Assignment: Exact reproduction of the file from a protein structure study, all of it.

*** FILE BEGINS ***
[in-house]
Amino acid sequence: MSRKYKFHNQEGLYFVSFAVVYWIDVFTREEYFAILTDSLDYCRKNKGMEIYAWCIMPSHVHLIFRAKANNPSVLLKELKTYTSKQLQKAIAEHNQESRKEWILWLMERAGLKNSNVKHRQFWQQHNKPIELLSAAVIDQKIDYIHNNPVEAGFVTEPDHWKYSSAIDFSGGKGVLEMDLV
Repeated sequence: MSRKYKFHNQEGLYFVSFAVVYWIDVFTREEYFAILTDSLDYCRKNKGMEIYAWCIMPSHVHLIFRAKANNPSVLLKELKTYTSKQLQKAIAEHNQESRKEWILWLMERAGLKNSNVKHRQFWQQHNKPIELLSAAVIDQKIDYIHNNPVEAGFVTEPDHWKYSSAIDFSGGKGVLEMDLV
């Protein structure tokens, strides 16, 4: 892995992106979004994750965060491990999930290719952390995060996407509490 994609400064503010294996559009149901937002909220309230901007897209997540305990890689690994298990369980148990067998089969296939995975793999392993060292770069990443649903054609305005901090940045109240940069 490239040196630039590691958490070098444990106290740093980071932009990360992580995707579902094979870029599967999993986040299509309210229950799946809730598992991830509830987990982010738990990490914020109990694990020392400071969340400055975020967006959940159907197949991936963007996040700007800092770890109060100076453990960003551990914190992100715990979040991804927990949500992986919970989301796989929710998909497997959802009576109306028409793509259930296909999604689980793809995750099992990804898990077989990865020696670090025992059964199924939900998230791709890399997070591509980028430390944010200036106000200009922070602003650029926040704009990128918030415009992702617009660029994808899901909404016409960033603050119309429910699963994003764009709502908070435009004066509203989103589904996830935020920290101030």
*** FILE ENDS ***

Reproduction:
[in-house]
Amino acid sequence: MSRKYKFHNQEGLYFVSFAVVYWIDVFTREEYFAILTDSLDYCRKNKGMEIYAWCIMPSHVHLIFRAKANNPSVLLKELKTYTSKQLQKAIAEHNQESRKEWILWLMERAGLKNSNVKHRQFWQQHNKPIELLSAAVIDQKIDYIHNNPVEAGFVTEPDHWKYSSAIDFSGGKGVLEMDLV
Repeated sequence: MSRKYKFHNQEGLYFVSFAVVYWIDVFTREEYFAILTDSLDYCRKNKGMEIYAWCIMPSHVHLIFRAKANNPSVLLKELKTYTSKQLQKAIAEHNQESRKEWILWLMERAGLKNSNVKHRQFWQQHNKPIELLSAAVIDQKIDYIHNNPVEAGFVTEPDHWKYSSAIDFSGGKGVLEMDLV
């Protein structure tokens, strides 16, 4: 892995992106979004994750965060491990999930290719952390995060996407509490 994609400064503010294996559009149901937002909220309230901007897209997540305990890689690994298990369980148990067998089969296939995975793999392993060292770069990443649903054609305005901090940045109240940069 490239040196630039590691958490070098444990106290740093980071932009990360992580995707579902094979870029599967999993986040299509309210229950799946809730598992991830509830987990982010738990990490914020109990694990020392400071969340400055975020967006959940159907197949991936963007996040700007800092770890109060100076453990960003551990914190992100715990979040991804927990949500992986919970989301796989929710998909497997959802009576109306028409793509259930296909999604689980793809995750099992990804898990077989990865020696670090025992059964199924939900998230791709890399997070591509980028430390944010200036106000200009922070602003650029926040704009990128918030415009992702617009660029994808899901909404016409960033603050119309429910699963994003764009709502908070435009004066509203989103589904996830935020920290101030």